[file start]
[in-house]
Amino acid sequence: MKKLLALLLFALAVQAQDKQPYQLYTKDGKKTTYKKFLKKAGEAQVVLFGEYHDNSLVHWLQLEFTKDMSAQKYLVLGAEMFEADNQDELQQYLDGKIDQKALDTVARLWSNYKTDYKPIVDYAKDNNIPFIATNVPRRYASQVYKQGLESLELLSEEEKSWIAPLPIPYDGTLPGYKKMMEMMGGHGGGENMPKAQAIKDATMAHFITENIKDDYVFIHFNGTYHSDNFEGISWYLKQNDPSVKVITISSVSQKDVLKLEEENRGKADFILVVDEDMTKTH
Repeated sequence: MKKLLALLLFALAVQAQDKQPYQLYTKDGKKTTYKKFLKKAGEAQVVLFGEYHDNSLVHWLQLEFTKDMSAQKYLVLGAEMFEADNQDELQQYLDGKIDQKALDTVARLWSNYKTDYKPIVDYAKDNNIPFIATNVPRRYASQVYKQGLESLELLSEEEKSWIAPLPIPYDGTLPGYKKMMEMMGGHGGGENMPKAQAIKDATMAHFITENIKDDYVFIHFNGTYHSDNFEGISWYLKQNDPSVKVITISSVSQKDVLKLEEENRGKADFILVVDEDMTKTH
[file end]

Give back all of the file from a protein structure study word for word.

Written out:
[in-house]
Amino acid sequence: MKKLLALLLFALAVQAQDKQPYQLYTKDGKKTTYKKFLKKAGEAQVVLFGEYHDNSLVHWLQLEFTKDMSAQKYLVLGAEMFEADNQDELQQYLDGKIDQKALDTVARLWSNYKTDYKPIVDYAKDNNIPFIATNVPRRYASQVYKQGLESLELLSEEEKSWIAPLPIPYDGTLPGYKKMMEMMGGHGGGENMPKAQAIKDATMAHFITENIKDDYVFIHFNGTYHSDNFEGISWYLKQNDPSVKVITISSVSQKDVLKLEEENRGKADFILVVDEDMTKTH
Repeated sequence: MKKLLALLLFALAVQAQDKQPYQLYTKDGKKTTYKKFLKKAGEAQVVLFGEYHDNSLVHWLQLEFTKDMSAQKYLVLGAEMFEADNQDELQQYLDGKIDQKALDTVARLWSNYKTDYKPIVDYAKDNNIPFIATNVPRRYASQVYKQGLESLELLSEEEKSWIAPLPIPYDGTLPGYKKMMEMMGGHGGGENMPKAQAIKDATMAHFITENIKDDYVFIHFNGTYHSDNFEGISWYLKQNDPSVKVITISSVSQKDVLKLEEENRGKADFILVVDEDMTKTH